2019 0731 ARC

Sholten Singer/The Herald-Dispatch Community Transportation Association of America Executive Director Scott Bogren speaks as officials discuss a pilot project to increase transportation access to substance use disorder and recovery services during a media briefing on Tuesday, July 30, 2019, at the KYOVA Interstate Planning Commission in Huntington.

HUNTINGTON — A one-year pilot program that will provide transportation for those recovering from substance use disorder is set to begin this October, officials said Tuesday.

The Appalachian Regional Commission (ARC) invested more than $215,000 into the program, with goals to improve transportation access for substance use recovery and treatment in the greater Huntington region, said Tim Thomas, federal co-chairman of ARC.

“ARC is seeking to find gaps or barriers that might cause an individual to relapse in their recovery and develop programs to fix those gaps,” Thomas said. “Based on data collected, access to reliable transportation is an existing gap in many communities, especially rural communities, causing those recovering from substance abuse to miss health and legal appointments and miss out on career development opportunities. Those affected by substance use disorder often do not own a vehicle or have an active driver’s license.”

Besides ARC, sponsors of this program include the Appalachian Transportation Institute (ATI), the Community Transportation Association of America (CTAA), West Virginia Department of Health and Human Resources, Office of Drug Control Policy and West Virginia Governor’s Council on Substance Abuse and Prevention. Representatives of these organizations, as well as Huntington Mayor Steve Williams and Michael Haney, director of PROACT, convened Tuesday at the KYOVA Interstate Planning Commission to discuss updates to the program.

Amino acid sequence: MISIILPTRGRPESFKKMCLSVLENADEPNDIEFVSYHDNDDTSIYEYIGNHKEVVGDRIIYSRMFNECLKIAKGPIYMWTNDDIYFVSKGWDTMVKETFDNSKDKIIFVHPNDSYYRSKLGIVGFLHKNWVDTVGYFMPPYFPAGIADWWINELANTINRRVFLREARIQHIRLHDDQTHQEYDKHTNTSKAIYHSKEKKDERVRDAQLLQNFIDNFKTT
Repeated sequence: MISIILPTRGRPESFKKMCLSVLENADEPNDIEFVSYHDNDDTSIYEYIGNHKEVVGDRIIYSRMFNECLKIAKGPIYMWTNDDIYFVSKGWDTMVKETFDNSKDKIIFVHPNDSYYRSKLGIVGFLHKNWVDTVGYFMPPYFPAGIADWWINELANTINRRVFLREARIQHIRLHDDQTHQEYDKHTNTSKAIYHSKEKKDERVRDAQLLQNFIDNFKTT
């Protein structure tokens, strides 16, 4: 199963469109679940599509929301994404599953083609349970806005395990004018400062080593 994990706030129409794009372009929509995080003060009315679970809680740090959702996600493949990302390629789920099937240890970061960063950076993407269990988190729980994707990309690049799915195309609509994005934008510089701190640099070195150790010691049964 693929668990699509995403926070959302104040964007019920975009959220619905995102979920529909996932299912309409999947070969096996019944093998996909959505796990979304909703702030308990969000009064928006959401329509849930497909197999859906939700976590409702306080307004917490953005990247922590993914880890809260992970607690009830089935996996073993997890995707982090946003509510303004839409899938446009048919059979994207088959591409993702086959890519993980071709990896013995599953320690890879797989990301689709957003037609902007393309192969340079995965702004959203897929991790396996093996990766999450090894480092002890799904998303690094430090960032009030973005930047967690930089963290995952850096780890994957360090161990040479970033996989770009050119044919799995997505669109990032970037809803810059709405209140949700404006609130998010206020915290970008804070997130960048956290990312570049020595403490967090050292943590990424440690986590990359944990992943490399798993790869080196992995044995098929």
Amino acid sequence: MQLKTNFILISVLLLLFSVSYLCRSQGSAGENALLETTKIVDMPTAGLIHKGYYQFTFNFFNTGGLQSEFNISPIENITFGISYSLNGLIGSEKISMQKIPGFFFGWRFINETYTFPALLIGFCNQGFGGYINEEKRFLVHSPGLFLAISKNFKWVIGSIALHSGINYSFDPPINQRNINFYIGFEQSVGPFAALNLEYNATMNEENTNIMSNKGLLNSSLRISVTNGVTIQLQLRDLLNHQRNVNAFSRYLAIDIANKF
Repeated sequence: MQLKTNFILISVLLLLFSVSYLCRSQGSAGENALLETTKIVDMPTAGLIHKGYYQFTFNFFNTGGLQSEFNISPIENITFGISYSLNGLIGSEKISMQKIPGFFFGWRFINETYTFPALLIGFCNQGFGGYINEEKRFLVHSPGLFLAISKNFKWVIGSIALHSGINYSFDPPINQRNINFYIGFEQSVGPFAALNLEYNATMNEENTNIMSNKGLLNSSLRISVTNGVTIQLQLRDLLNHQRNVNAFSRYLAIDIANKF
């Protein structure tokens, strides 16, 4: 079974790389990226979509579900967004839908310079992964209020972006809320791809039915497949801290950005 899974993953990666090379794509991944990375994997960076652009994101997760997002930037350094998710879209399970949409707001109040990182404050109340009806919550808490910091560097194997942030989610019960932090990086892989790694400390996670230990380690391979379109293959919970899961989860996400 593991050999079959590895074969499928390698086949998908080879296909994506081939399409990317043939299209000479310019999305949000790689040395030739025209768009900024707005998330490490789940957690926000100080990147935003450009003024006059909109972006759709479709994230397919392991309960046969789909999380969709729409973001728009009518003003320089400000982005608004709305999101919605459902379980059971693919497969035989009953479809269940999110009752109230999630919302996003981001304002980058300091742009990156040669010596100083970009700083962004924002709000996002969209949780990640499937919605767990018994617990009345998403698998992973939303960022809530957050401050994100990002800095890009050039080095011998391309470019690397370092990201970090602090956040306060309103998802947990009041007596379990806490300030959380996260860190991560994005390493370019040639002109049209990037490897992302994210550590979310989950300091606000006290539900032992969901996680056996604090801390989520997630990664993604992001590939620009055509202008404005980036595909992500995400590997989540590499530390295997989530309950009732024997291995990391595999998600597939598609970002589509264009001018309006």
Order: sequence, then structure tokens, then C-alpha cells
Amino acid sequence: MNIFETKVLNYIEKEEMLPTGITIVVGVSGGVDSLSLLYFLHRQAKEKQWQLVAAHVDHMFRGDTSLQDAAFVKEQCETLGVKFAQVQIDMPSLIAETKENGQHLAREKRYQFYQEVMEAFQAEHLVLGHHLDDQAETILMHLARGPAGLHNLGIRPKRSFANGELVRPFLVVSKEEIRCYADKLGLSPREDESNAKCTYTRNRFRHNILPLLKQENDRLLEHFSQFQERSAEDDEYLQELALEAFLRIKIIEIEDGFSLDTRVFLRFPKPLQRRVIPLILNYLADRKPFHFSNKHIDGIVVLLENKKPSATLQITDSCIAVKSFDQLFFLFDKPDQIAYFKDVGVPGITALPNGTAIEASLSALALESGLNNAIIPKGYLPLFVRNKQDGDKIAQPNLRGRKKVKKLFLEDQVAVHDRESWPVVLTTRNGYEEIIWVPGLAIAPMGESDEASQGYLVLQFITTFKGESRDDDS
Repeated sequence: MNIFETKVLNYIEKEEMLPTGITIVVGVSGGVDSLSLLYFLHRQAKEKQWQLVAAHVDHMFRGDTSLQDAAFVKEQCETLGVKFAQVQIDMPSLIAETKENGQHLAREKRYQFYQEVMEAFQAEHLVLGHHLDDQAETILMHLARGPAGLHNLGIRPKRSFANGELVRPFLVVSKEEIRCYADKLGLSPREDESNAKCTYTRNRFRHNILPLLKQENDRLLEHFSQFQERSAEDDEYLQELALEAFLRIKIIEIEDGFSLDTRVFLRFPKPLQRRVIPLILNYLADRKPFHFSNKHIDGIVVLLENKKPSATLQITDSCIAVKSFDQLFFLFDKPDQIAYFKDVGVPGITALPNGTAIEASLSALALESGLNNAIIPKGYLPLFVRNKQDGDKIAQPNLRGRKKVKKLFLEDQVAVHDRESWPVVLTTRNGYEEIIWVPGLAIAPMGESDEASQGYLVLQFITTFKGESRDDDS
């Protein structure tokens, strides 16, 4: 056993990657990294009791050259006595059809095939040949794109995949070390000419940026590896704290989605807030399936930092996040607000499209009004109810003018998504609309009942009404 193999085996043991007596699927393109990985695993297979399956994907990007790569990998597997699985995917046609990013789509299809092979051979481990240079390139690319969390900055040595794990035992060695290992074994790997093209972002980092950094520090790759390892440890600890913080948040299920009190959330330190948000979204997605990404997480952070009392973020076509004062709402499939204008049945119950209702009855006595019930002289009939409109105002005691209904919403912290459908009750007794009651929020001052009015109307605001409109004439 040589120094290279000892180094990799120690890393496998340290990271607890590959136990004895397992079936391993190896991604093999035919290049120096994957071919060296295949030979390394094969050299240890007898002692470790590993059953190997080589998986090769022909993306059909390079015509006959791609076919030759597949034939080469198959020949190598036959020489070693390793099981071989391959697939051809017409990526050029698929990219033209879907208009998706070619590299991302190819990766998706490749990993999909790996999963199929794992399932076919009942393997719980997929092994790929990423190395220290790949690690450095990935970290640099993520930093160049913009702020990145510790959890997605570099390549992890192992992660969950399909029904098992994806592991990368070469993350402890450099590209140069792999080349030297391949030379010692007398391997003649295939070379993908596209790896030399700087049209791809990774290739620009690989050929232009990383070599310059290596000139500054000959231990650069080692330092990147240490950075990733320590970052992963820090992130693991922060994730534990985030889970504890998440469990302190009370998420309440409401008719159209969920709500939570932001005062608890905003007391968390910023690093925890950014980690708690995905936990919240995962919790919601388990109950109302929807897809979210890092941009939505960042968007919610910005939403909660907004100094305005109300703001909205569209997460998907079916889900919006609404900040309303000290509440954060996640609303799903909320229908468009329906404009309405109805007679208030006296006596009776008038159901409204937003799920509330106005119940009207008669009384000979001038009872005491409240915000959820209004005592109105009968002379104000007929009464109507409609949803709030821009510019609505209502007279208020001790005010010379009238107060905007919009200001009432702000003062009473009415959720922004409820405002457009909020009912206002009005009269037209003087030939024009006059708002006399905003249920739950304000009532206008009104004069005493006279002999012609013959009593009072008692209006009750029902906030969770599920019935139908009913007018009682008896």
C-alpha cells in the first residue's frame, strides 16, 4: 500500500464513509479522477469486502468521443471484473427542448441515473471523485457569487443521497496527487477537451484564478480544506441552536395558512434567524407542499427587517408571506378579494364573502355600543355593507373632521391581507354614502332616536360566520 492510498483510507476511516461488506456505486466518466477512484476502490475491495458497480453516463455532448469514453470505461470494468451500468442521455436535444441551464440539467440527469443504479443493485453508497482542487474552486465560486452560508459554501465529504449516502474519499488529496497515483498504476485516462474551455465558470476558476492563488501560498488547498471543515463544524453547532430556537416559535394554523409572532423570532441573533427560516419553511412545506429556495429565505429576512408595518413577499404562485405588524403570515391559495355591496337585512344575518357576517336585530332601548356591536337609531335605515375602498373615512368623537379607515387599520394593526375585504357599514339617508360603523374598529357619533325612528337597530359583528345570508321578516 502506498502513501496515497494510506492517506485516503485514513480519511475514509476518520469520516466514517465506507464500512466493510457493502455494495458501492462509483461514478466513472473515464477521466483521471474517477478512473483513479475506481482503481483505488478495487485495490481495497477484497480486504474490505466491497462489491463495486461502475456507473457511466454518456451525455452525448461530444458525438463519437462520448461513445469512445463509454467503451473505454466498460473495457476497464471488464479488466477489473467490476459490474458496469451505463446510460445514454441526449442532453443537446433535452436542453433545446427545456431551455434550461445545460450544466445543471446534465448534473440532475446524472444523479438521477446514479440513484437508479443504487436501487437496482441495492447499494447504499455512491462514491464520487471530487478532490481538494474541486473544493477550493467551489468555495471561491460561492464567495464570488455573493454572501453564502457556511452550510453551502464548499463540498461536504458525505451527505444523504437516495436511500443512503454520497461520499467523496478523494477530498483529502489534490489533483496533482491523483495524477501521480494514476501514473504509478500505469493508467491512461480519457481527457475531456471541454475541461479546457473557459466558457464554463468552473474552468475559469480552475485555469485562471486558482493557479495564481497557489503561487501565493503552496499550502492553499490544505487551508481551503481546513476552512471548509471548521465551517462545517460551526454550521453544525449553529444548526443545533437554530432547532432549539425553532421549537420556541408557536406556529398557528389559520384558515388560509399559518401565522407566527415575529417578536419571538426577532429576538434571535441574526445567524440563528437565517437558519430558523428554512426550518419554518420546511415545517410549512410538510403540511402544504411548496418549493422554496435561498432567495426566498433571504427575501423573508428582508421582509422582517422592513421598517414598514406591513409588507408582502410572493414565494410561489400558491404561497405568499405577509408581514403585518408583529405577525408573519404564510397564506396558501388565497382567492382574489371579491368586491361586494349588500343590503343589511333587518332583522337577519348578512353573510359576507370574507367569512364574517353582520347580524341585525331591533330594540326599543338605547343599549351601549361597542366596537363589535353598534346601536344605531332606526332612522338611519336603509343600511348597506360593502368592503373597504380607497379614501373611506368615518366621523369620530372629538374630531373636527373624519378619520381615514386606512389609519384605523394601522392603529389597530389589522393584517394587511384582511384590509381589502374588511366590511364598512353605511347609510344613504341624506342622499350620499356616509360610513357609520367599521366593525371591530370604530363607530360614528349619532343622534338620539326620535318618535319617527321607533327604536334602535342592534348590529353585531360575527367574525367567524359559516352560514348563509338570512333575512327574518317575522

The Tri-State Transit Authority and Lyft, a transportation network company, are helping with the project. Volunteers are also encouraged to drive, and various churches and other organizations are donating vehicles to use in the project. Volunteers may also be able to drive vehicles donated by the Good News Mountaineer Garage in Charleston, which provides vehicles to those in need.

Thomas said while recovery is an important aspect, the ultimate goal of the project is workforce reentry, as it is an economic development initiative. Rides will not only be given for recovery and treatment, but also for probation meetings, mandatory court appearances, job interviews or transportation to a new job, he said.

Another main goal of the pilot program is to increase economic development in the region, said Williams.

“So, if we’re able to address this complex circumstance of lack of transportation, or difficulty of transportation to get a job, this immediately becomes replicable for all aspects of health care,” Williams said. “It becomes immediately replicable for anybody who is in workforce development, simply trying to overcome a disability or lack of opportunity to be able to step into a new opportunity.

"While we’re addressing the substance use disorder issue that we’re facing, the major thing that we’re addressing here is creating economic opportunity for those who live within the states of Appalachia. And thus, what we end up doing is that Appalachia starts showing the rest of the nation how we move forward economically rather than us being held onto the coattails of those elsewhere in the nation.”

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